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Using the NASA EOSDIS Common Metadata Repository

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  • Arctic Satellite Composite Imagery - Infrared

    https://cmr.earthdata.nasa.gov/search/concepts/C1214598097-SCIOPS.xml
    Description:

    The Space Science and Engineering Center at the University of Wisconsin-Madison generates an infrared (~11.0 microns) Arctic satellite composite imagery. Using a mosaic of all satellite data available allows the benefits of both the timeliness and routine observations of geostationary satellites as well as the high latitude coverage of the polar orbiting satellites. The Arctic composites are made every three hours (synoptic hour) creating a total of eight images per day. More recently, Arctic composites are created every hour for a total of 24 images per day. Most input satellite observations included in the composite were procured within 15 minutes of the top of the synoptic hour. No image is more than +/- 50 minutes from the top of the synoptic hour. Geostationary and Polar orbiting satellites used to generate the composite can include: POES/NOAA, GOES -East and ?West, METOSAT, MTSAT, FY-2, Kalpana-1, and Terra/Aqua.

    Links: Temporal Extent: Spatial Extent:
    Minimum Bounding Rectangle: 28 -180 90 180

    SCIOPS Short Name: SSEC-ARCTIC-Composite-Infrared-ARC-0713843 Version ID: Not provided Unique ID: C1214598097-SCIOPS

  • Arctic Satellite Composite Imagery - Longwave Infrared

    https://cmr.earthdata.nasa.gov/search/concepts/C1214598122-SCIOPS.xml
    Description:

    The Space Science and Engineering Center at the University of Wisconsin-Madison generates a longwave infrared (~12.0 microns) Arctic satellite composite imagery. Using a mosaic of all satellite data available allows the benefits of both the timeliness and routine observations of geostationary satellites as well as the high latitude coverage of the polar orbiting satellites. The Arctic composites are made every three hours (synoptic hour) creating a total of eight images per day. Most input satellite observations included in the composite were procured within 15 minutes of the top of the synoptic hour. No image is more than +/- 50 minutes from the top of the synoptic hour. Geostationary and Polar orbiting satellites used to generate the composite can include: POES/NOAA, GOES -East and ?West, METOSAT, MTSAT, FY-2, Kalpana-1, and Terra/Aqua.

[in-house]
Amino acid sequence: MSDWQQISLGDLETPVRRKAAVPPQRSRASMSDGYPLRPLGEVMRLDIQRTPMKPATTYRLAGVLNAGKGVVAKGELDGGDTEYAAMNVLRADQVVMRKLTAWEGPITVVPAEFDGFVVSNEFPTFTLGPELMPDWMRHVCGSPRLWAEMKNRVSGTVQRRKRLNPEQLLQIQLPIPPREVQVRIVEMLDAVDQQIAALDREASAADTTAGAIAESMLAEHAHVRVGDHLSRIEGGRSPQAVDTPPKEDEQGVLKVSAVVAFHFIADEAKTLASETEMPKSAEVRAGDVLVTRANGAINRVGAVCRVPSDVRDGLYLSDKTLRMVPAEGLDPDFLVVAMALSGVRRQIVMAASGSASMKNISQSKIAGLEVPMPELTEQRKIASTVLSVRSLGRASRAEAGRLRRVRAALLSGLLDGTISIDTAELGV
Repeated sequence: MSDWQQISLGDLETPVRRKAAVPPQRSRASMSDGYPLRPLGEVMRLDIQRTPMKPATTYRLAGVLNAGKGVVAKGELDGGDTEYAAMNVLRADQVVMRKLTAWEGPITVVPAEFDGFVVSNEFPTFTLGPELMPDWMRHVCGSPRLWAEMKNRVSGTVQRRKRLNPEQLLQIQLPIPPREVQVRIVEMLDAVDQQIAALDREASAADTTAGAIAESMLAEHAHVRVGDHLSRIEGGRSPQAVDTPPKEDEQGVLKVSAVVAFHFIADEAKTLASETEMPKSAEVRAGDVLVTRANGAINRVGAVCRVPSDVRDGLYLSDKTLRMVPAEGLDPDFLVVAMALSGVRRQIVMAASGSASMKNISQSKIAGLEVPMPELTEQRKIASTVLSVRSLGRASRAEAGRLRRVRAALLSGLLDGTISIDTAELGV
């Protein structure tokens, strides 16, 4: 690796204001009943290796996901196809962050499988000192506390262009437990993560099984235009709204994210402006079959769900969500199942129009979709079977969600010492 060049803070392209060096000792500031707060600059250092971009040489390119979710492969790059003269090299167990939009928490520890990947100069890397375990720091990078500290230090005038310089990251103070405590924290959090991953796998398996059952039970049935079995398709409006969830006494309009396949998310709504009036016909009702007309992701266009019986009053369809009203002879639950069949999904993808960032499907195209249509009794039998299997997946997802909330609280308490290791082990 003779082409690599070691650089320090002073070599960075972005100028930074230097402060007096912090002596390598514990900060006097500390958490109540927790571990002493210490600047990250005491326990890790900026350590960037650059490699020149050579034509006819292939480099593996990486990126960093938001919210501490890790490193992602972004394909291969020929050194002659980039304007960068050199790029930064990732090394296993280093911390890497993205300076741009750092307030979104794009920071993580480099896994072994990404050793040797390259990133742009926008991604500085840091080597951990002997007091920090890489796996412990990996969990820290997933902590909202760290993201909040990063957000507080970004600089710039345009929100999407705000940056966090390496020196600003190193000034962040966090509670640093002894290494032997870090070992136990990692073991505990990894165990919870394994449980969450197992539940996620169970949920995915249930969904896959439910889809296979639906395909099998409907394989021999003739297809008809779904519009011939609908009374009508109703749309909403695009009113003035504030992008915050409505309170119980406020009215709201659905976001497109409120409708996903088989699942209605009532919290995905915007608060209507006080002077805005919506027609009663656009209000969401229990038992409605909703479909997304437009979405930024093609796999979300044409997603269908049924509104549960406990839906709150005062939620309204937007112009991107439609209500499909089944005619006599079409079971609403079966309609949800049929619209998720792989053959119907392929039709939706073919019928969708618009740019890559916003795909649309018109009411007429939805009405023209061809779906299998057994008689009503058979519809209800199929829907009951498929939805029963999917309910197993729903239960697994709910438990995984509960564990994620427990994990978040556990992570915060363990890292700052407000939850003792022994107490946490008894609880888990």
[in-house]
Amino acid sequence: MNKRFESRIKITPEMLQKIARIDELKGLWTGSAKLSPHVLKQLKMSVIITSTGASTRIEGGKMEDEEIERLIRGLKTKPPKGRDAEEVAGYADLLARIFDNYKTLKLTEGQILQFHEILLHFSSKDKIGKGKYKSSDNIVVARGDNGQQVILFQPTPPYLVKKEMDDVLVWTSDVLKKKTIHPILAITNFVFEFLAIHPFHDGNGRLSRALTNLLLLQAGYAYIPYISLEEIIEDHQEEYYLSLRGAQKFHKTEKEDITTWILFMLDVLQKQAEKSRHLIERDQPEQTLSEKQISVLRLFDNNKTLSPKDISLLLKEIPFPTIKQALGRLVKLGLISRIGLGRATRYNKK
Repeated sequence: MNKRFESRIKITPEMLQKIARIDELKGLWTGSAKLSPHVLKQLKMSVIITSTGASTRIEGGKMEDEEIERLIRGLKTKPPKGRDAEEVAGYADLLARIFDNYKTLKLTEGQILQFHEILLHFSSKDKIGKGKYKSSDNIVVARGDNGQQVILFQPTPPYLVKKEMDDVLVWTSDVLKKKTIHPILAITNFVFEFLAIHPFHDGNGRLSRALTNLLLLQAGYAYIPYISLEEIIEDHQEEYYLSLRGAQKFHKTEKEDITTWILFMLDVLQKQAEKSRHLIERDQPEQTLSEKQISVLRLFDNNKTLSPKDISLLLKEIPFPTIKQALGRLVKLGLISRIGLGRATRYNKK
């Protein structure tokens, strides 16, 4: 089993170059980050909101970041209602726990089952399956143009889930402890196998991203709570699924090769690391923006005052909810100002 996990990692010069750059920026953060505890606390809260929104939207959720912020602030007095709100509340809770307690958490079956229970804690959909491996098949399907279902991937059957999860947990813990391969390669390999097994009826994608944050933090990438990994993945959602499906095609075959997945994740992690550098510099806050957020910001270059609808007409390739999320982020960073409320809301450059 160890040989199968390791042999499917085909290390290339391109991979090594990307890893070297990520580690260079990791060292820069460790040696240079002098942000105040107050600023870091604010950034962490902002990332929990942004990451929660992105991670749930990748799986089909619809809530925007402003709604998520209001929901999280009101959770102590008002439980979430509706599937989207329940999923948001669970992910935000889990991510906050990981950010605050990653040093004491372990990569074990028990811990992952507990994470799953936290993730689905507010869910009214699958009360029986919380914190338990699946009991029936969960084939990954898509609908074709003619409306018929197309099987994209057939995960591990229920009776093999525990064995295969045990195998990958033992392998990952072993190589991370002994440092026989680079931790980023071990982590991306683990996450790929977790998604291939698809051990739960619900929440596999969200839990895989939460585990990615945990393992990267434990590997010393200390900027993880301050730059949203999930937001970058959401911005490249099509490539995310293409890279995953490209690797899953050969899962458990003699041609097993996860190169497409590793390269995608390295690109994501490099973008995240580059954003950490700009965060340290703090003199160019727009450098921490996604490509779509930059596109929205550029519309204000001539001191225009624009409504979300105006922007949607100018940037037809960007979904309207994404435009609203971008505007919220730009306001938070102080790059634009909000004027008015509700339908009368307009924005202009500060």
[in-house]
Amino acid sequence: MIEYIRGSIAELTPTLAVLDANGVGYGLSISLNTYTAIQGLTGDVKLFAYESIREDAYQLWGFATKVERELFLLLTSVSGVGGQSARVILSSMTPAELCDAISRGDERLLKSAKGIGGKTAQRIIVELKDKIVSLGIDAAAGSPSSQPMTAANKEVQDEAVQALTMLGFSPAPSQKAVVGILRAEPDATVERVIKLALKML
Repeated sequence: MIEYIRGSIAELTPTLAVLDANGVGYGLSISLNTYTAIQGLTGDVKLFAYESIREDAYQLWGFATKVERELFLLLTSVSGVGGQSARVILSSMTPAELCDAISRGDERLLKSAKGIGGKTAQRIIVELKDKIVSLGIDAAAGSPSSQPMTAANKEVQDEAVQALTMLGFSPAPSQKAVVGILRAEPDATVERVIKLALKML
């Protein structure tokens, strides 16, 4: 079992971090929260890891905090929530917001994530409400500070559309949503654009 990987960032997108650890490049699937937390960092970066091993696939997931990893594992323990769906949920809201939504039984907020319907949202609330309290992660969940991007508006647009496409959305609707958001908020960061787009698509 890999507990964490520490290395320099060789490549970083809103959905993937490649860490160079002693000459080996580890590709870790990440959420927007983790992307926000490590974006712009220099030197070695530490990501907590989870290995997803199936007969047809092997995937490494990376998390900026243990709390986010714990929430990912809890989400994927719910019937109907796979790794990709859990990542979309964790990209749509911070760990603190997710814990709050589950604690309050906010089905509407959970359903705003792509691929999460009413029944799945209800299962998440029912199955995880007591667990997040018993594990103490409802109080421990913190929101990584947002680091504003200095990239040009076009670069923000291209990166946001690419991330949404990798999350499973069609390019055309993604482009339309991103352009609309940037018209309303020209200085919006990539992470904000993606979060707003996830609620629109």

Links: Temporal Extent: Spatial Extent:
    Minimum Bounding Rectangle: 28 -180 90 180

    SCIOPS Short Name: SSEC-ARCTIC-Composite-LongwaveInfrared-ARC-0713843 Version ID: Not provided Unique ID: C1214598122-SCIOPS

  • Arctic Satellite Composite Imagery - Shortwave Infrared